Mr. Howard: I am sorry that the Prime Minister continues to reject a proposal that, for a tiny fraction of the cost of the aid programmes that he is rightly championing, could make a real difference to the ability of developing countries to lift themselves out of poverty through fairer trade. But that, of course, is not the only issue that will be before the G8 next week.
On Monday, the Minister for Trade said that we should not allow Zimbabwe to get in the way of helping other countries of the G8. But is it not clear that the two go hand in hand, and that tackling head-on the issue of Zimbabwe would send the clearest possible signal that the west will not turn a blind eye to injustice and repression, there or anywhere else? So when President Mbeki comes to the G8 next week, will the Prime Minister undertake to leave him in no doubt of what the world expects of him in terms of action to help the suffering people of Zimbabwe?
The Prime Minister: I can assure the right hon. and learned Gentleman that I will certainly do that, as I have done constantly, and of course the G8 Foreign Ministers' meeting specifically referred to the desperate situation in Zimbabwe and the appalling cases of torture and abuse of human rights that occur there daily. We will continue to exert all the pressure that we can, but I think he would accept, as we must accept, that in the end the best pressure will come from those countries surrounding Zimbabwe. That is why he is right to say that we must ensure that African countries realise that they have a great responsibility to sort this out themselves.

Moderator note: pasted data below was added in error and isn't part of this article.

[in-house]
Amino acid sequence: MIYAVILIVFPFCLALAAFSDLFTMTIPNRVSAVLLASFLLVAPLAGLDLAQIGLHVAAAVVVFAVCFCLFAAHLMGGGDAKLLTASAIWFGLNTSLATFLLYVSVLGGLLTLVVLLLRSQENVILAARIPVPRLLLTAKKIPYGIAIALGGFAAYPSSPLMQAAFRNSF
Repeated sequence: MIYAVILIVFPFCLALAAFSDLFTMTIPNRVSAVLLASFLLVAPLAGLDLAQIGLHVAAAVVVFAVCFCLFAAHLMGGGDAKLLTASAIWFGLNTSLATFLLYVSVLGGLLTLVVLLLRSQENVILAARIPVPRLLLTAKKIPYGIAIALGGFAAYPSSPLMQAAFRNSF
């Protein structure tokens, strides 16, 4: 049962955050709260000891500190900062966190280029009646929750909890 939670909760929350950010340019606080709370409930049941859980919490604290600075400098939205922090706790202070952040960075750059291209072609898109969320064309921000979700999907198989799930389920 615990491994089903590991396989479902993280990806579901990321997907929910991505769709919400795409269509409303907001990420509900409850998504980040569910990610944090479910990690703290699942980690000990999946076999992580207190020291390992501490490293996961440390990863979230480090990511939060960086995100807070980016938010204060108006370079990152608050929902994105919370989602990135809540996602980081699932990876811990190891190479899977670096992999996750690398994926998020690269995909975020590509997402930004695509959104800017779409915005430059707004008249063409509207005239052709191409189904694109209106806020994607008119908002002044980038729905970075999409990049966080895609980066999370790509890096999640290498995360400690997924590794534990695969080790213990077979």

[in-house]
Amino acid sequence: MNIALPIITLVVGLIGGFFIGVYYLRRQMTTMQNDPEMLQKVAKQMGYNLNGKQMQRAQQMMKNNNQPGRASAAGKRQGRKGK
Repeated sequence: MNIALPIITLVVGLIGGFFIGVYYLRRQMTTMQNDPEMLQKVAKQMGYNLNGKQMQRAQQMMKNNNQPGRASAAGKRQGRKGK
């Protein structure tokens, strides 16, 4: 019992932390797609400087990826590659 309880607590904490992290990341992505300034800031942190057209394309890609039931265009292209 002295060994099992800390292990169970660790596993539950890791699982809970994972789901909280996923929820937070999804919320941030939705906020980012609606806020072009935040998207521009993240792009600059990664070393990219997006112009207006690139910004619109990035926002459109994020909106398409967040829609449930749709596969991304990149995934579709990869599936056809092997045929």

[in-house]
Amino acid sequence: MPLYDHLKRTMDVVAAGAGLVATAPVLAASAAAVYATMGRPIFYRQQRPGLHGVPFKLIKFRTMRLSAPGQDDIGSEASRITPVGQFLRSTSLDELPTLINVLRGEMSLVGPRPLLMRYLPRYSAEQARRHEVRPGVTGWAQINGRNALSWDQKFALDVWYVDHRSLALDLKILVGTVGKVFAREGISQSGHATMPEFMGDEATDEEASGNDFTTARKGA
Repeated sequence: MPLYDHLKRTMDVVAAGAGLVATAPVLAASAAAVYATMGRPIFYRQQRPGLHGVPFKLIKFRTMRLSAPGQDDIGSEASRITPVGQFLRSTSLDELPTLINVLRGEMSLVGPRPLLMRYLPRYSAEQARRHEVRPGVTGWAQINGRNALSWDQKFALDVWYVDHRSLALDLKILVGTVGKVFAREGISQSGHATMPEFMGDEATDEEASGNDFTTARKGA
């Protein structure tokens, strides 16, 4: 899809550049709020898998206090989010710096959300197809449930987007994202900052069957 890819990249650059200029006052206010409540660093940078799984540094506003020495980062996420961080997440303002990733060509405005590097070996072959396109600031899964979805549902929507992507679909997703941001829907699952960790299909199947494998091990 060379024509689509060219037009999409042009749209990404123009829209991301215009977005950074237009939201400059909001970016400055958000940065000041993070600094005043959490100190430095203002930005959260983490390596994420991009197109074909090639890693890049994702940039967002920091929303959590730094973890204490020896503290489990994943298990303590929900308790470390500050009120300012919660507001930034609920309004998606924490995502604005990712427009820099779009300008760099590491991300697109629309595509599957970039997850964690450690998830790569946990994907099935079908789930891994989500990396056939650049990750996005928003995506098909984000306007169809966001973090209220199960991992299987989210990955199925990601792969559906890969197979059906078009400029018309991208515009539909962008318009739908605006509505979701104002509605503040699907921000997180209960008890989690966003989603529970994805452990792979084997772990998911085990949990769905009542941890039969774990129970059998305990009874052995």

I would like to make another point on this. We are going to the G8 to make the case for helping poverty in Africa. There is no doubt at all that it is harder to make that case while abuses of governance and corruption occur in African countries. I do not believe that what is happening in Zimbabwe should prevent us from still taking action on poverty in Africa; I think that would be wrong, but it is also right to say that we should draw attention not just to the abuses in Zimbabwe but to the urgent necessity to change what is happening in that country, for the benefit of its own citizens.
Huw Irranca-Davies (Ogmore) (Lab): The Bridgend area in south Wales has for a long time been one of the leading places in Wales in terms of job creation, employment and economic growth. Today, however, we have had the devastating news that one of our large inward investors, Sony in Bridgend and Pencoed, which has employed hundreds of the work force over 30 years, has made the sad decision that, because of the decline in old-fashioned tube technology for colour television, it will be sacrificing up to 650 jobs.